Behenian Fixed Stars

The Behenian Fixed Stars are a selection of fifteen stars considered especially useful for magical applications in the medieval astrology of Europe and the Arab world. Their name derives from Arabic bahman, "root," as each was considered a source of astrological power for one or more planets. Each is also connected with a gemstone and plant that would be used in rituals meant to draw the star's influence (e.g., into a talisman). When a planet was within six degrees of an associated star, this influence was thought to be particularly strong.

Heinrich Cornelius Agrippa discussed them in his Three Books of Occult Philosophy (Book II, chapters 47 & 52) as the Behenii (singular Behenius), describing their magical workings and kabbalistic symbols. He attributed these to Hermes Trismegistus, as was common with occult traditions in the Middle Ages. Their true origin remains unknown, though Sir Wallis Budge suspects a possible Sumerian source.

The following table uses symbols from a 1531 quarto edition of Agrippa, but other forms exist. Where the name used in old texts differs from the one in use today, the modern form is given first.[1]

Table of Behenian Stars

Name Astronomical Designation Location1 Planet Gemstone Plant Symbol
Algol Caput Larvæ Beta Persei 26 Taurus 10 Saturn & Jupiter diamond black hellebore  
Pleiades M45 (Taurus) 29 Taurus 58 Moon & Mars rock crystal fennel  
Aldebaran Aldaboram Alpha Tauri 9 Gemini 47 Mars & Venus ruby / garnet milk thistle  
Capella Alhayhoch, Hircus Alpha Aurigæ 21 Gemini 51 Jupiter & Saturn sapphire thyme  
Sirius Canis major Alpha Canis Majoris 14 Cancer 05 Venus beryl juniper  
Procyon Canis minor Alpha Canis Minoris 25 Cancer 47 Mercury & Mars agate water buttercup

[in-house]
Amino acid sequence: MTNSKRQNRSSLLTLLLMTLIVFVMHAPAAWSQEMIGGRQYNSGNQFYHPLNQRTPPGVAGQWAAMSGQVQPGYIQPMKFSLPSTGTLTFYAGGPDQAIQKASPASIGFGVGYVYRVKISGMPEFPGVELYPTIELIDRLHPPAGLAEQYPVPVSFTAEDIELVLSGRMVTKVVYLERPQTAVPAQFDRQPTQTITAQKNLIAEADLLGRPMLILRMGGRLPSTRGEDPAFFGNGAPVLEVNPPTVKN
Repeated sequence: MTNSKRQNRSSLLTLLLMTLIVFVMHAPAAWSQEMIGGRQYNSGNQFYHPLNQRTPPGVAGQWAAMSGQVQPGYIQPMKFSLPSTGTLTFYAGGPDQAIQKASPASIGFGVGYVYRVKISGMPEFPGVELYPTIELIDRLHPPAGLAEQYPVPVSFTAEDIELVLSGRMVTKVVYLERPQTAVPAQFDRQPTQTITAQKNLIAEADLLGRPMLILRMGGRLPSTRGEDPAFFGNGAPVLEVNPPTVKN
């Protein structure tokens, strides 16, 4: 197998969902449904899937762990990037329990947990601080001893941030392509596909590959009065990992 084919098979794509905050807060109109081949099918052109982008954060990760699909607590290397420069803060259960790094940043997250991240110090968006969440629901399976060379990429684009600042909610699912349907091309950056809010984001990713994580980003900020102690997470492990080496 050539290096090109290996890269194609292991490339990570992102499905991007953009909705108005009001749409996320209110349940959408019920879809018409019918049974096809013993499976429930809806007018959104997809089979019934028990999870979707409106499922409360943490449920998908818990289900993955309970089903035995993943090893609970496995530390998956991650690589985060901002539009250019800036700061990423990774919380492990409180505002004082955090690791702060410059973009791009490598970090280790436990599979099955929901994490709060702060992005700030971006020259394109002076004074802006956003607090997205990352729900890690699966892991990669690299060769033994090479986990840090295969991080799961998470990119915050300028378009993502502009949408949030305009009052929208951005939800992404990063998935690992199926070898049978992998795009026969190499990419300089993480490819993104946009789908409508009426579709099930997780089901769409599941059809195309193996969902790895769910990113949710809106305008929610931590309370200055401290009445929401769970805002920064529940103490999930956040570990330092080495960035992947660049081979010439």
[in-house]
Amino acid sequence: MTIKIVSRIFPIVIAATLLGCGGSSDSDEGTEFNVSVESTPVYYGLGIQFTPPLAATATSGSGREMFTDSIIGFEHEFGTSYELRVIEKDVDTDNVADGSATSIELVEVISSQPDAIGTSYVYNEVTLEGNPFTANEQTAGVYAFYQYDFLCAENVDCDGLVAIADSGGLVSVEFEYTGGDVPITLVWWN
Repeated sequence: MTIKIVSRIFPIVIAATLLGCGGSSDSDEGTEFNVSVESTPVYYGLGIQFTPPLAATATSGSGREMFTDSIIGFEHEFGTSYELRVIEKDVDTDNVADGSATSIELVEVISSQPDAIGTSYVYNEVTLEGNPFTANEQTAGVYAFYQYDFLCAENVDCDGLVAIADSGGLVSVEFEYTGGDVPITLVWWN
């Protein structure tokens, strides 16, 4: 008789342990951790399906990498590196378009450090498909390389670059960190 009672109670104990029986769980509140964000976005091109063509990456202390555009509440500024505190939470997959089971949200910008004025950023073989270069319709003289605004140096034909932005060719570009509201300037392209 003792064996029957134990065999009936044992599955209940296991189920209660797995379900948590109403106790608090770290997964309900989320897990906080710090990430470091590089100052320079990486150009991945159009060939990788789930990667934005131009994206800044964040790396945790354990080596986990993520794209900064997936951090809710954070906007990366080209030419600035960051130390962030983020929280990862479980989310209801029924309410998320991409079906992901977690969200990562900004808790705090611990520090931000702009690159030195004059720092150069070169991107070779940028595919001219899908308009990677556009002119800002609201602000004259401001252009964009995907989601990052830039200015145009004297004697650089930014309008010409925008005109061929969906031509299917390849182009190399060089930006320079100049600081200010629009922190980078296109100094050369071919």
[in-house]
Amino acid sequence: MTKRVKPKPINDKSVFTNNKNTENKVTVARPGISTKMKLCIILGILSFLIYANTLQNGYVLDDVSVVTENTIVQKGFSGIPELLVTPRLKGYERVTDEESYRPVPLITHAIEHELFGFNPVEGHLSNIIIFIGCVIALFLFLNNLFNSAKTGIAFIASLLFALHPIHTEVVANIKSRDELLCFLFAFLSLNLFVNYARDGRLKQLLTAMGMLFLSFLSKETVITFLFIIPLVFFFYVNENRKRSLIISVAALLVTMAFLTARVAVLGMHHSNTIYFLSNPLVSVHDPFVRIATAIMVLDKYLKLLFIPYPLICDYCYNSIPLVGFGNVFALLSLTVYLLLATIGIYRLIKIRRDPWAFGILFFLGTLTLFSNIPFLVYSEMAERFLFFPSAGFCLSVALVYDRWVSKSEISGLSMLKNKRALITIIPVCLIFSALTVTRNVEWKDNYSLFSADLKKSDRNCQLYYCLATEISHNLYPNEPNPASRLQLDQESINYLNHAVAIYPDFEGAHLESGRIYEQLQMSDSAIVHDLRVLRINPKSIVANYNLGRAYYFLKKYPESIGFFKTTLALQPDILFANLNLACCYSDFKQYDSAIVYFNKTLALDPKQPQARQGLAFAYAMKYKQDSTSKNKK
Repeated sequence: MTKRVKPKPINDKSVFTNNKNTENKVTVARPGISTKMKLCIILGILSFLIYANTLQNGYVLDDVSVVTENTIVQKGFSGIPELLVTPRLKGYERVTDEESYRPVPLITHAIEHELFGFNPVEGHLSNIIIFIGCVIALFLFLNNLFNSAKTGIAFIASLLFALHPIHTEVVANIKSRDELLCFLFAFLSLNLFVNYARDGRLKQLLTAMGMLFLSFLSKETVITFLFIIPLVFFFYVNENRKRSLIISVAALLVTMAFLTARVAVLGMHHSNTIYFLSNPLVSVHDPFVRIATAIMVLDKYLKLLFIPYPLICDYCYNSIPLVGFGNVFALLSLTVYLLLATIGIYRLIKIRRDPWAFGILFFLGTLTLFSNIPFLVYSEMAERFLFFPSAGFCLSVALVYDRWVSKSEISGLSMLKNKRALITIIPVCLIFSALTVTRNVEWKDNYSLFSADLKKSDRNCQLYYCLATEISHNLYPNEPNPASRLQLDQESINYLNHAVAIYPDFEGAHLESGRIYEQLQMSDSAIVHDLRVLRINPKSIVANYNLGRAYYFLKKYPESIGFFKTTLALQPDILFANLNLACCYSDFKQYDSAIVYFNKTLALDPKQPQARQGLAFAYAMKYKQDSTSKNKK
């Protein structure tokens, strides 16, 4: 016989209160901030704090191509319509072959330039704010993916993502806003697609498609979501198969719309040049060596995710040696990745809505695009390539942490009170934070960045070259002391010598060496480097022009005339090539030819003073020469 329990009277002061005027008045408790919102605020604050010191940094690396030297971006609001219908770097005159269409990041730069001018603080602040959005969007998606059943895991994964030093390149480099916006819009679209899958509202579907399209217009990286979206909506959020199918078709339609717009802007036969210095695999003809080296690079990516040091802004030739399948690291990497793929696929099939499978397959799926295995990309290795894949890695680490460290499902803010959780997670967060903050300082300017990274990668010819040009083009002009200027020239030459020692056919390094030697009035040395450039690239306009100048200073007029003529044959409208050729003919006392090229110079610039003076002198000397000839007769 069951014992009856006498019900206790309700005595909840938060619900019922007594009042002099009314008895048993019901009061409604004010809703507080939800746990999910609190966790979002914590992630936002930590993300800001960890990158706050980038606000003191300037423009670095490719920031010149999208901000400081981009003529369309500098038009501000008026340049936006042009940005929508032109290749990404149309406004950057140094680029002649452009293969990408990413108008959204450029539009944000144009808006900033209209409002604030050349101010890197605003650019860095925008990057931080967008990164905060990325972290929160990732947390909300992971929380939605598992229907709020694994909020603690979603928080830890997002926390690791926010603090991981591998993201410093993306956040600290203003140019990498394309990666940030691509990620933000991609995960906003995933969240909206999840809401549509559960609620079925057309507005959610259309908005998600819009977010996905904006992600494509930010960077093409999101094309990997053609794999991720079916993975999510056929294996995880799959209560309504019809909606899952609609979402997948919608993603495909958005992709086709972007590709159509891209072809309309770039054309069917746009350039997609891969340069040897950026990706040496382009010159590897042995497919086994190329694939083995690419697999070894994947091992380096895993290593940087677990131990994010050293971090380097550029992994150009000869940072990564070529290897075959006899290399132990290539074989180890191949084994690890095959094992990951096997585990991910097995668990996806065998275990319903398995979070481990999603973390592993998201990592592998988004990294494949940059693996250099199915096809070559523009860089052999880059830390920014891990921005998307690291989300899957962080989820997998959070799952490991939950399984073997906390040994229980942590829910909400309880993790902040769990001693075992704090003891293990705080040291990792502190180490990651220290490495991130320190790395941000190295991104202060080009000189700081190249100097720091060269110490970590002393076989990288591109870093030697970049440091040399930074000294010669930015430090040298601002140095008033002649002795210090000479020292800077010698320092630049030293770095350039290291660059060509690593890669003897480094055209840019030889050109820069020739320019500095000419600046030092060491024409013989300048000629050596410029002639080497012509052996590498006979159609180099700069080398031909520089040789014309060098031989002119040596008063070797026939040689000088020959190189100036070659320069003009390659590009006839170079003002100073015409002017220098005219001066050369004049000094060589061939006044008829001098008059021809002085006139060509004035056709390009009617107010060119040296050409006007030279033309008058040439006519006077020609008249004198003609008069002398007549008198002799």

Regulus 2 Cor leonis Alpha Leonis 29 Leo 50 Jupiter & Mars granite mugwort  
Polaris Cauda Ursæ Alpha Ursæ Majoris 28 Gemini 34 Venus & Moon magnet succory  
Algorab Corvi Delta Corvi 13 Libra 27 Saturn & Mars onyx burdock  
Spica Alpha Virginis 23 Libra 50 Venus & Mercury emerald sage  
Arcturus Alchameth Alpha Boötis 24 Libra 14 Mars & Jupiter jasper plantain  
Alphecca Elpheia Alpha Coronæ Borealis 12 Scorpio 18 Venus & Mars topaz rosemary  
Antares Cor scorpii Alpha Scorpii 9 Sagittarius 46 Venus & Jupiter sardonyx birthwort  
Vega Vultur cadens Alpha Lyræ 15 Capricorn 19 Mercury & Venus chrysolite winter savory  
Deneb Algedi Cauda capricorni Delta Capricorni 23 Aquarius 30 Saturn & Mercury chalcedony marjoram  

These locations are given in celestial longitude, the relatively fixed reference frame of tropical signs used in astrology and are derived from the measurements listed at Constellations of Words. Due to Precession of the Equinoxes the Fixed Stars appear to drift or move through space at the rate of 1 degree of Arc per 72 years. In order to fix the measurement to a specific date and degree of arc the values published through that scholarly work are utilized for the year 2000. All celestial bodies, including stars and constellations, are measured according to various fixed frameworks, in this instance a geocentric tropical zodiac. Cf. Heliocentric model as a fixed framework and sidereal and tropical astrology to identify the measuring system used here. For example, 26 Taurus 10 means 26 degrees 10 minutes of the tropical sign Taurus. See Ecliptic coordinate system for further information.